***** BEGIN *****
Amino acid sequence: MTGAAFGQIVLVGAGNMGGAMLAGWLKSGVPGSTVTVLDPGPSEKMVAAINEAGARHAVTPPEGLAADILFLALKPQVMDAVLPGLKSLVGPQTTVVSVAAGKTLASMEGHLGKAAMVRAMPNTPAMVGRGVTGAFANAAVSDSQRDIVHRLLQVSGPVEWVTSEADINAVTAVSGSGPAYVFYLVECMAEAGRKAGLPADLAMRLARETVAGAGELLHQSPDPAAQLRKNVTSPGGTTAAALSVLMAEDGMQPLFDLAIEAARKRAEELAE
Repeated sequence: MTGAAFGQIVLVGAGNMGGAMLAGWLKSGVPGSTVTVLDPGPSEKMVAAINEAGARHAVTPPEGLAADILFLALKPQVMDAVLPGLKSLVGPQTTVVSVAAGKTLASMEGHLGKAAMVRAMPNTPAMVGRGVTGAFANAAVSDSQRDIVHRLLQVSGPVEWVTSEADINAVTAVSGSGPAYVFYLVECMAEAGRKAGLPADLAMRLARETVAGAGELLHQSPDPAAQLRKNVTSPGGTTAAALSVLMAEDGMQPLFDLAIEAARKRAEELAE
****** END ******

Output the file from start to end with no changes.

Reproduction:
Amino acid sequence: MTGAAFGQIVLVGAGNMGGAMLAGWLKSGVPGSTVTVLDPGPSEKMVAAINEAGARHAVTPPEGLAADILFLALKPQVMDAVLPGLKSLVGPQTTVVSVAAGKTLASMEGHLGKAAMVRAMPNTPAMVGRGVTGAFANAAVSDSQRDIVHRLLQVSGPVEWVTSEADINAVTAVSGSGPAYVFYLVECMAEAGRKAGLPADLAMRLARETVAGAGELLHQSPDPAAQLRKNVTSPGGTTAAALSVLMAEDGMQPLFDLAIEAARKRAEELAE
Repeated sequence: MTGAAFGQIVLVGAGNMGGAMLAGWLKSGVPGSTVTVLDPGPSEKMVAAINEAGARHAVTPPEGLAADILFLALKPQVMDAVLPGLKSLVGPQTTVVSVAAGKTLASMEGHLGKAAMVRAMPNTPAMVGRGVTGAFANAAVSDSQRDIVHRLLQVSGPVEWVTSEADINAVTAVSGSGPAYVFYLVECMAEAGRKAGLPADLAMRLARETVAGAGELLHQSPDPAAQLRKNVTSPGGTTAAALSVLMAEDGMQPLFDLAIEAARKRAEELAE